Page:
Third: “I will reduce government spending. Our high level of debt slows GDP growth and that means fewer jobs.” If this were true, it would be because our debt has driven up interest rates. Interest rates have never been lower. “If our goal is jobs, we must, must stop spending over a trillion dollars more than we earn.” This is like saying ‘in order to eat healthier foods, we first must go water-skiing.’ Cutting spending means firing federal employees. It doesn’t make sense to eliminate jobs in order to create jobs. “To do this, I will eliminate expensive non-essential programs like Obamacare, and I will work to reform and save Medicare and Social Security, in part by means-testing their benefits.” Obamacare isn’t non-essential for poor families desperate to find affordable treatment for their sick kids. And ‘means-testing’ means cutting benefits.
Fourth: “I will focus on nurturing and developing the skilled workers our economy so desperately needs and the future demands.” Basically, he’s talking about education reform. But since he’s talking about cutting in half the Education Department budget, I’m not sure what specifically he means here.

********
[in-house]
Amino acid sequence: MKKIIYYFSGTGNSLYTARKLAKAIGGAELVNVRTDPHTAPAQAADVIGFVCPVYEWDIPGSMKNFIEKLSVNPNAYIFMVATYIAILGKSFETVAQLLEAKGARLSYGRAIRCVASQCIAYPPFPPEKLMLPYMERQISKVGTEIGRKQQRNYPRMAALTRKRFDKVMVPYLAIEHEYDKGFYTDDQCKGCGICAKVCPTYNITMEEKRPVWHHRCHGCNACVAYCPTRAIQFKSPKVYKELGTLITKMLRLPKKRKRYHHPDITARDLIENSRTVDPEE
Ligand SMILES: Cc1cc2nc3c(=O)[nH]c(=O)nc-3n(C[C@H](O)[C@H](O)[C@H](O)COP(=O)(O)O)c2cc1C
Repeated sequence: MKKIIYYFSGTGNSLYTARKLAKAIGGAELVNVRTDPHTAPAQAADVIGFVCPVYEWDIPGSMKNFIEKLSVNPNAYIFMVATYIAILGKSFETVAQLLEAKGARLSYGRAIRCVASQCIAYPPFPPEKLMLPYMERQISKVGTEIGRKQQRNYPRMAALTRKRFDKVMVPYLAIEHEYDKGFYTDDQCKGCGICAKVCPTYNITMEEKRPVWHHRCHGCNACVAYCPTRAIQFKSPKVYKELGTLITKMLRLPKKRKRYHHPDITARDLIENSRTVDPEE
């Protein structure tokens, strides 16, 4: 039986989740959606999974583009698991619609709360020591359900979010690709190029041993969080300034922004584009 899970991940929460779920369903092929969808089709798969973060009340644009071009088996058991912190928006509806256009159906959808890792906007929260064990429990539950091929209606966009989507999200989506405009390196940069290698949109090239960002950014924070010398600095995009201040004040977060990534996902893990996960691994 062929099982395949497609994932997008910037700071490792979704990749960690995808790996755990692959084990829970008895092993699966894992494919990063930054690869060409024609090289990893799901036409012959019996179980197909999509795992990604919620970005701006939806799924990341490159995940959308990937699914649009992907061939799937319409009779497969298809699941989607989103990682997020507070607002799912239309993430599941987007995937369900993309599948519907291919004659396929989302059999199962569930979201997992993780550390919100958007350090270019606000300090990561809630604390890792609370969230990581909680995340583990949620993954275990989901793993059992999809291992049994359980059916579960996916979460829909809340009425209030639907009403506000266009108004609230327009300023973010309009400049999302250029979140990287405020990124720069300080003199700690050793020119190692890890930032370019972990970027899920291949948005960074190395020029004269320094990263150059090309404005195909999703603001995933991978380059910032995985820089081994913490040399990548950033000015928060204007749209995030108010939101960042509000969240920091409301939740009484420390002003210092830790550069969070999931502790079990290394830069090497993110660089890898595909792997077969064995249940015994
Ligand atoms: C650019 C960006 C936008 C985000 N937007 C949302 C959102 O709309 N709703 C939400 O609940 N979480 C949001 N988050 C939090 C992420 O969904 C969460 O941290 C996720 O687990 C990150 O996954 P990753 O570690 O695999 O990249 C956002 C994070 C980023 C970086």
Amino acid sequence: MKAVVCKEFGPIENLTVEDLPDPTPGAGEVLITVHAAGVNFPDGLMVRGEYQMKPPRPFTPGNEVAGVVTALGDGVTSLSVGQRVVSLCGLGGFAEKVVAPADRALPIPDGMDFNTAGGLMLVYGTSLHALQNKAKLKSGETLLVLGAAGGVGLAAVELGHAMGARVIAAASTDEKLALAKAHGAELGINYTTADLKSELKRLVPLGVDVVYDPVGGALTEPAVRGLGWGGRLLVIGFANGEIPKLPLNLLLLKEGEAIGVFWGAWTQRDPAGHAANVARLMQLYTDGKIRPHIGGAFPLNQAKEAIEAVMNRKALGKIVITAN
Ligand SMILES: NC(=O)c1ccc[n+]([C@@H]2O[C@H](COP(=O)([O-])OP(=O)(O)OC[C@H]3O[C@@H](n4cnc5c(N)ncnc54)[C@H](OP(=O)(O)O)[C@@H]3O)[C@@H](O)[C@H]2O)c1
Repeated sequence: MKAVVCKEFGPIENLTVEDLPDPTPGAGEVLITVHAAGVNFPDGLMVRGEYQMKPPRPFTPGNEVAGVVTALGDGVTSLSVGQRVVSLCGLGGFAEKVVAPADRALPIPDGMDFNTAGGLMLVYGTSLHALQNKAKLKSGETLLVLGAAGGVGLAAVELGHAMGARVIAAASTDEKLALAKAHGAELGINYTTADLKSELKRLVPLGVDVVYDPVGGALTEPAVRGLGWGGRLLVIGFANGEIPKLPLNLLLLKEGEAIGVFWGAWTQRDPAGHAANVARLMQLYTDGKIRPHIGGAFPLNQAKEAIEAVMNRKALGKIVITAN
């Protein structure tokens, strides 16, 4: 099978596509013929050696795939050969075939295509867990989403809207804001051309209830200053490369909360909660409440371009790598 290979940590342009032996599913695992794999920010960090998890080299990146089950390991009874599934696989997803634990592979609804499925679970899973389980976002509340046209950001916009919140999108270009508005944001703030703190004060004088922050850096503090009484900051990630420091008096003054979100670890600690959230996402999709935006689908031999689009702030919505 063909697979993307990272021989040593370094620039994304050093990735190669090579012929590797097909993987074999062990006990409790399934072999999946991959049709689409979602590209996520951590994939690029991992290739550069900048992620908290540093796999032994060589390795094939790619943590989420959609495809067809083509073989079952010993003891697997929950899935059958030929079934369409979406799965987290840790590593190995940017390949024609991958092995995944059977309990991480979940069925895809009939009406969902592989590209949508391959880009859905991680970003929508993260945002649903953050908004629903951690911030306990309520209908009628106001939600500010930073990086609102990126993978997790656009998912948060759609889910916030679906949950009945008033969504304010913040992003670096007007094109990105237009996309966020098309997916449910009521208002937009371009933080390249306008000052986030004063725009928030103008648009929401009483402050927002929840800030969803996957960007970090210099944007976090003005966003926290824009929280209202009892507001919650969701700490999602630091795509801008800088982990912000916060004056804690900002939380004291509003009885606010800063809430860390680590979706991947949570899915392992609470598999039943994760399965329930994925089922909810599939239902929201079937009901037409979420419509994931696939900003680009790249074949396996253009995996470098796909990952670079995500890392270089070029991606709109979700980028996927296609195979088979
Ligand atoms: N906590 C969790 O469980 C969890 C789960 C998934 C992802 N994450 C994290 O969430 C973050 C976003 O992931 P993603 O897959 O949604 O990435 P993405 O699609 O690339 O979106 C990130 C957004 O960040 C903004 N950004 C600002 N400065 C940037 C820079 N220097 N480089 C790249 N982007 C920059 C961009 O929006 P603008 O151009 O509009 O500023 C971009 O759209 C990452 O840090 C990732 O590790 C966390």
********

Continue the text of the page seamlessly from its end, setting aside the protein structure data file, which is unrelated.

Fifth: “I will restore economic freedom. This nation’s economy runs on freedom, on opportunity, on entrepreneurs, on dreamers who innovate and build businesses. These entrepreneurs are being crushed by high taxation, burdensome regulation, hostile regulators, excessive healthcare costs, and destructive labor policies. I will work to make America the best place in the world for innovators and entrepreneurs and businesses small and large.”
Wow. Where to start? Cutting regulation, cutting corporate taxes, eliminating unions, and allowing businesses to eliminate health insurance benefits. That’s what he’s saying.
Okay, I’m not opposed to cutting some very specific regulations. I think Dodd-Frank is a poorly conceived legislation. I wouldn’t even mind reforming Sarbanes-Oxley. But the ‘cut regulations’ rhetoric is what got us into this mess in the first place. Bond markets were essentially unregulated; that’s what went wrong. I agree that Dodd-Frank doesn’t fix the problem. But what we need are stronger regulations, not weaker ones. And ‘hostile regulators?’ Aren’t cops supposed to be hostile to crooks?
What he’s proposing is Bush-onomics, redux. Cutting taxes for rich guys, again? We want to add another ten trillion to our debt?
He began his speech by saying that he doesn’t just care about rich guys. Rich guys will be fine, he says. He wants prosperity for everyone. But his policies, vaguely worded though they are, will raise the deficit, raise unemployment, and increase the income gap between rich and poor, while making it all the more difficult for poor folks to get affordable health care. That’s if we’re lucky, and we don’t get another massive recession.
I think he’s a good guy. I’d love him to be my home teacher. I think his policies are massively wrong-headed. I can’t imagine a circumstance under which I would vote for him.